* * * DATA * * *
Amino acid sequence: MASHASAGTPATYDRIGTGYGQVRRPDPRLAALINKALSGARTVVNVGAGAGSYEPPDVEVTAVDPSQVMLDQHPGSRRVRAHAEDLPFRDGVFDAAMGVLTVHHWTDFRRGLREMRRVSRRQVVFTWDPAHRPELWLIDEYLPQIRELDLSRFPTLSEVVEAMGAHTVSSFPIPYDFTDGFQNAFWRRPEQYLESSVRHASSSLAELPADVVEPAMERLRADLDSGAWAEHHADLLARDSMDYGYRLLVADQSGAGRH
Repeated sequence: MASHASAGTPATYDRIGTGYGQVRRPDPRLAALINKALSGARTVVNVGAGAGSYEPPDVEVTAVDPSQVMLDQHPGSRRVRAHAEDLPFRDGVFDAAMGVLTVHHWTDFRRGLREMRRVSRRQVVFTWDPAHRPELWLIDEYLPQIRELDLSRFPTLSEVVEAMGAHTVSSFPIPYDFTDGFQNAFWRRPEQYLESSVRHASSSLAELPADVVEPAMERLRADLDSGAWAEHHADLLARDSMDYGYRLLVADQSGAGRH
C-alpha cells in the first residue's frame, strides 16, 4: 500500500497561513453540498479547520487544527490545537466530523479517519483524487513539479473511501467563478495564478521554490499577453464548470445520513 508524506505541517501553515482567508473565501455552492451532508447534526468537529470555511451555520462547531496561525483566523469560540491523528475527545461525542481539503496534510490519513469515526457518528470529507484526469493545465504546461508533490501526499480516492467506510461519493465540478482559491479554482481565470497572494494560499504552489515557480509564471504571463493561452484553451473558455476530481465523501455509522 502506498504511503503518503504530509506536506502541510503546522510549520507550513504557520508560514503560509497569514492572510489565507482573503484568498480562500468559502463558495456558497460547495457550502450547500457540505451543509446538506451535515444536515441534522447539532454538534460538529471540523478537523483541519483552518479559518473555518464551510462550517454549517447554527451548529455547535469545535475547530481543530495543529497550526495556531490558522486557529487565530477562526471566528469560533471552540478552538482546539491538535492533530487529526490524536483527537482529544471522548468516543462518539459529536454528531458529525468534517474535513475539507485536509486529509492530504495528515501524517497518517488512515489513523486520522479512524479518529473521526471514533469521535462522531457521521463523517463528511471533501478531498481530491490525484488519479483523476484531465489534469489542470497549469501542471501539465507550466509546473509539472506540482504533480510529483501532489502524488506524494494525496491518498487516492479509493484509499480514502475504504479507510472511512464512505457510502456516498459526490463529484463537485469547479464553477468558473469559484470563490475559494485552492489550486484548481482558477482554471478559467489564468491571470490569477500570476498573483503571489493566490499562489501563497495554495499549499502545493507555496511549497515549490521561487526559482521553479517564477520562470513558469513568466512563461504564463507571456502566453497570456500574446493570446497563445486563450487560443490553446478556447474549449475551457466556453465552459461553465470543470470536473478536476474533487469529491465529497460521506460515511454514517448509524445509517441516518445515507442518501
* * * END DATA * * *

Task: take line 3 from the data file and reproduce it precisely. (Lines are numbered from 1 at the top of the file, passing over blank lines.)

C-alpha cells in the first residue's frame, strides 16, 4: 500500500497561513453540498479547520487544527490545537466530523479517519483524487513539479473511501467563478495564478521554490499577453464548470445520513 508524506505541517501553515482567508473565501455552492451532508447534526468537529470555511451555520462547531496561525483566523469560540491523528475527545461525542481539503496534510490519513469515526457518528470529507484526469493545465504546461508533490501526499480516492467506510461519493465540478482559491479554482481565470497572494494560499504552489515557480509564471504571463493561452484553451473558455476530481465523501455509522 502506498504511503503518503504530509506536506502541510503546522510549520507550513504557520508560514503560509497569514492572510489565507482573503484568498480562500468559502463558495456558497460547495457550502450547500457540505451543509446538506451535515444536515441534522447539532454538534460538529471540523478537523483541519483552518479559518473555518464551510462550517454549517447554527451548529455547535469545535475547530481543530495543529497550526495556531490558522486557529487565530477562526471566528469560533471552540478552538482546539491538535492533530487529526490524536483527537482529544471522548468516543462518539459529536454528531458529525468534517474535513475539507485536509486529509492530504495528515501524517497518517488512515489513523486520522479512524479518529473521526471514533469521535462522531457521521463523517463528511471533501478531498481530491490525484488519479483523476484531465489534469489542470497549469501542471501539465507550466509546473509539472506540482504533480510529483501532489502524488506524494494525496491518498487516492479509493484509499480514502475504504479507510472511512464512505457510502456516498459526490463529484463537485469547479464553477468558473469559484470563490475559494485552492489550486484548481482558477482554471478559467489564468491571470490569477500570476498573483503571489493566490499562489501563497495554495499549499502545493507555496511549497515549490521561487526559482521553479517564477520562470513558469513568466512563461504564463507571456502566453497570456500574446493570446497563445486563450487560443490553446478556447474549449475551457466556453465552459461553465470543470470536473478536476474533487469529491465529497460521506460515511454514517448509524445509517441516518445515507442518501